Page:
Proto-historic period is the age nearest to the historical period. In so far as India is concerned the civilisation of the Vedic period is the proto-historic period. The hymns composed by the Vedic priests had perfected a poetic technique. These hymns were praise of their gods and were sung at sacrifices. These were not reduced to writing but were handed down by words of mouth.
Even when the art of writing was widely known to the Indians, hymns were not committed to writing. The period of the Vedas, Brahmanas and Upanishads, says Prof. Basham, “is a sort of a transition from prehistory to history”. Naturally it falls in the proto-historic period of Indian history that is nearest to the historical period. But as Prof. Basham points out, If history, as distinct from archaeology, is the study of the human past from written sources, then Indian history begins with the Aryans. The Rig Veda and the great body of oral religious literature which follow it in the first half of the first millennium B.C. belong to the Hindu tradition. The Vedic hymns are still recited at weddings and funerals, and in the daily devotion of the brahman. Thus they are part of historical India, and do not belong to her buried pre-historic past.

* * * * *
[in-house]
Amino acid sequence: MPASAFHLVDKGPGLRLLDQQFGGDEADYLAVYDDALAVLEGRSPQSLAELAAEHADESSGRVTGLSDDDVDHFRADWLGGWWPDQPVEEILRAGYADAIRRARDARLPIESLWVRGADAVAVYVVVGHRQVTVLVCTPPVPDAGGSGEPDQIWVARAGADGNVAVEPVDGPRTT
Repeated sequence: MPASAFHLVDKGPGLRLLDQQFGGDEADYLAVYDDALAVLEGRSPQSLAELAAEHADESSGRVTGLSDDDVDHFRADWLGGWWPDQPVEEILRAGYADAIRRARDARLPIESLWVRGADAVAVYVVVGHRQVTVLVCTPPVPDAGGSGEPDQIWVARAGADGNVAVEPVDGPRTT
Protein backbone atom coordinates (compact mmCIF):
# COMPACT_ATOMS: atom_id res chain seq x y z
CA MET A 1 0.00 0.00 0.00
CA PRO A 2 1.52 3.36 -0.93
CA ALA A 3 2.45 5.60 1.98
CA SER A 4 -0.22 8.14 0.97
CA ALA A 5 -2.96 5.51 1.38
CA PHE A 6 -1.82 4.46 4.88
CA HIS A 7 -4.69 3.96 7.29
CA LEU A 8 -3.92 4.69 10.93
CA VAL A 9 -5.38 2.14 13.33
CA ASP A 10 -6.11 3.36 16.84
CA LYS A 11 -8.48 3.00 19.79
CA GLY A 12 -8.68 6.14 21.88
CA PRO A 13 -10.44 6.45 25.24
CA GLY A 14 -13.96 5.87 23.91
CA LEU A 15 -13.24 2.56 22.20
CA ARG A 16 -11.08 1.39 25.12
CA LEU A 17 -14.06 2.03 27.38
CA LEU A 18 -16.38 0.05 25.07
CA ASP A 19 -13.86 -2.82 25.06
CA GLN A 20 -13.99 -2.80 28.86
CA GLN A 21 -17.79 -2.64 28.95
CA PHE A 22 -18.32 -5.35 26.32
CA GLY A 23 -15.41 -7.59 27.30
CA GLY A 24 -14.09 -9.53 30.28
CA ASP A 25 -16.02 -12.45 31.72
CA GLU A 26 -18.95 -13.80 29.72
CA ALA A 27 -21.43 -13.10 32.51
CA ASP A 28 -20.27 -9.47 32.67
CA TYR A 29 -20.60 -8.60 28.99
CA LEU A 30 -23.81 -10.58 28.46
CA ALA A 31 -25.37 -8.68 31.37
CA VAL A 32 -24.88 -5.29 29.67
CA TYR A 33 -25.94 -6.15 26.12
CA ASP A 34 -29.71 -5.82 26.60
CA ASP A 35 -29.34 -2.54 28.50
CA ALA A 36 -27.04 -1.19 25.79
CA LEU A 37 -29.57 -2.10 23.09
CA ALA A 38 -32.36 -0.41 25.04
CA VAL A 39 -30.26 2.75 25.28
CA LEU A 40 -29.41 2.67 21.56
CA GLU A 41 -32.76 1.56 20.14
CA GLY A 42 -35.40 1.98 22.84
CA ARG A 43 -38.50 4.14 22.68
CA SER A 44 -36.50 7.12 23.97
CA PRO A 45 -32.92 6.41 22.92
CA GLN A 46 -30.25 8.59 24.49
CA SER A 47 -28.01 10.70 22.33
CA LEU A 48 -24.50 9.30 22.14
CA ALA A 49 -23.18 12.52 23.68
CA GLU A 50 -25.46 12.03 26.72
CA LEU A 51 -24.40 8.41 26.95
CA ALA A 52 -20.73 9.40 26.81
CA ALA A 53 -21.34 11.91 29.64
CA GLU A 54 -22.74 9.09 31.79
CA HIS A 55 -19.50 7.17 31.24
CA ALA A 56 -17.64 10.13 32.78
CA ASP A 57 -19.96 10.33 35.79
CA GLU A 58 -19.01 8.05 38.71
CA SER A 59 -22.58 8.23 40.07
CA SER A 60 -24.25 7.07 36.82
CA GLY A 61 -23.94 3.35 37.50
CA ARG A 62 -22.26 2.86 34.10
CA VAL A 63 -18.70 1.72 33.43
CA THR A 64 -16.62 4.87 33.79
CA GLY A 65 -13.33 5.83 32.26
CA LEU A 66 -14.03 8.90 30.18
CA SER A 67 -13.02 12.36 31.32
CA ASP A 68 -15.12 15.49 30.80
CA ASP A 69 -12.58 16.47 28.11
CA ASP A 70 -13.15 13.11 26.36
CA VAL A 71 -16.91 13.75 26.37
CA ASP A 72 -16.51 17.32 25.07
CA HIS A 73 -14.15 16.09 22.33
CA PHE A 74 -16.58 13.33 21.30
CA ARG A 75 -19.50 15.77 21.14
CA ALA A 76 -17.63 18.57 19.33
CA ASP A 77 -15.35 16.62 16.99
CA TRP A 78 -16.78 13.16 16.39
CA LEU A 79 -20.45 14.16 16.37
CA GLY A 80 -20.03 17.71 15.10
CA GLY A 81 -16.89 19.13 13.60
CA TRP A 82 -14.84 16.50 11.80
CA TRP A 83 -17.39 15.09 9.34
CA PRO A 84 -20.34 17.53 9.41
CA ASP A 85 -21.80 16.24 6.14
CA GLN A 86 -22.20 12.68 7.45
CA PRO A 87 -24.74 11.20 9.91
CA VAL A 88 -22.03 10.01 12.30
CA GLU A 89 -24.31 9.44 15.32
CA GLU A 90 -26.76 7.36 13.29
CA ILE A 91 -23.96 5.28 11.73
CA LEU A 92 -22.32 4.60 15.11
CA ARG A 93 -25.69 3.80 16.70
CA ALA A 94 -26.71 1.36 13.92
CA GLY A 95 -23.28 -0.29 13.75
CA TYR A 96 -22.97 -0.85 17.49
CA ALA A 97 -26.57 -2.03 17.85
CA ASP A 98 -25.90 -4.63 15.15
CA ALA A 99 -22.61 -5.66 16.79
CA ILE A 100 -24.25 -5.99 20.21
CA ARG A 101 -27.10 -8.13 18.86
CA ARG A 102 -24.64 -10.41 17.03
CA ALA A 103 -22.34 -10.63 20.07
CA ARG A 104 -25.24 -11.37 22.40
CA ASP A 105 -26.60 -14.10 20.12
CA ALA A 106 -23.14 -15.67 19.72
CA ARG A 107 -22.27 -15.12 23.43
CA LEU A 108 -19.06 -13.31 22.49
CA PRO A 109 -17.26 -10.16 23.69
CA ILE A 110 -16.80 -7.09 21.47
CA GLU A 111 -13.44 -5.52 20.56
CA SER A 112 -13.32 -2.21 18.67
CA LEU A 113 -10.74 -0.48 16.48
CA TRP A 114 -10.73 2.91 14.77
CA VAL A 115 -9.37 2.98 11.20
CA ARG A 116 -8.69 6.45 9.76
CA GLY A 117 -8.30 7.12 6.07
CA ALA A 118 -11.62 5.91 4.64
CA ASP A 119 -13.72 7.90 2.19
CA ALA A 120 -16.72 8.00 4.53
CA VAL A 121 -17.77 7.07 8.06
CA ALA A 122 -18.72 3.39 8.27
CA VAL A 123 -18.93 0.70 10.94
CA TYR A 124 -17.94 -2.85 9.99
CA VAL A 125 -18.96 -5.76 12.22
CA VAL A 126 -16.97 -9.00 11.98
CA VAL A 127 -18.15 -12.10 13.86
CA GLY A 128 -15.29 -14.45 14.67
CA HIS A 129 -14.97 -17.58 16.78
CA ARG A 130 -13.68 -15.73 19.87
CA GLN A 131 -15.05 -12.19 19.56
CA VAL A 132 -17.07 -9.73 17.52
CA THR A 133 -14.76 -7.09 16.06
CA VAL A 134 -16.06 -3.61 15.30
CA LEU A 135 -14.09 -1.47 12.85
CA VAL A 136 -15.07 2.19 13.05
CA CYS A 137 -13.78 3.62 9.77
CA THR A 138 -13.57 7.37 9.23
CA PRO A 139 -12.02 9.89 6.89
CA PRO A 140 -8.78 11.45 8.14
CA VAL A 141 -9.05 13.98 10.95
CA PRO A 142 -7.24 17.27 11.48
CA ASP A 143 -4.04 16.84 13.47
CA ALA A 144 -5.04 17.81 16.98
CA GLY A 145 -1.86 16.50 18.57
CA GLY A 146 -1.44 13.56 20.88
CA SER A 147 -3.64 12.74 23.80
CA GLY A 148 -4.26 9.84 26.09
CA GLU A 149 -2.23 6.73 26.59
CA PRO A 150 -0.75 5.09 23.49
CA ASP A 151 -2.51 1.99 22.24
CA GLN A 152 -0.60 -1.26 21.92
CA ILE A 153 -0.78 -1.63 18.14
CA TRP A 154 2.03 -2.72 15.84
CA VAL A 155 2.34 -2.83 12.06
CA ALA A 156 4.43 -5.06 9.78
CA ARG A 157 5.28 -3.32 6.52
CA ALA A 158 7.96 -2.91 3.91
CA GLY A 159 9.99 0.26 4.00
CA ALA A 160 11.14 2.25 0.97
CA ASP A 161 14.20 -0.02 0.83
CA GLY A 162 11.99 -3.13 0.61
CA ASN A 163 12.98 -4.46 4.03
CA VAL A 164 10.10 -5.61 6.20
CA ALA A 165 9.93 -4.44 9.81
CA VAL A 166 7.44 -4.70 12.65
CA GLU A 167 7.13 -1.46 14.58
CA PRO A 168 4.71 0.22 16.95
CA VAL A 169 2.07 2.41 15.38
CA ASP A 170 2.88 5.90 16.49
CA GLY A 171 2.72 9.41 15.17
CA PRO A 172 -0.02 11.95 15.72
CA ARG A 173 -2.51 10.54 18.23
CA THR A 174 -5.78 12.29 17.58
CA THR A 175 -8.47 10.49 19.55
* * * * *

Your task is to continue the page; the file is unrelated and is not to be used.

But it cannot be denied that the Vedic period is not within the really historic period of India, for it is only the matter of religion about which we are fully informed. About other matters or events we have only indirect and vague references. Thus the Vedic Age of Indian history has to be regarded as the period immediately preceding the historical period; hence it belongs to the proto-historic period of India, a period which marks the transition from pre-historic to historic period of the Indian History.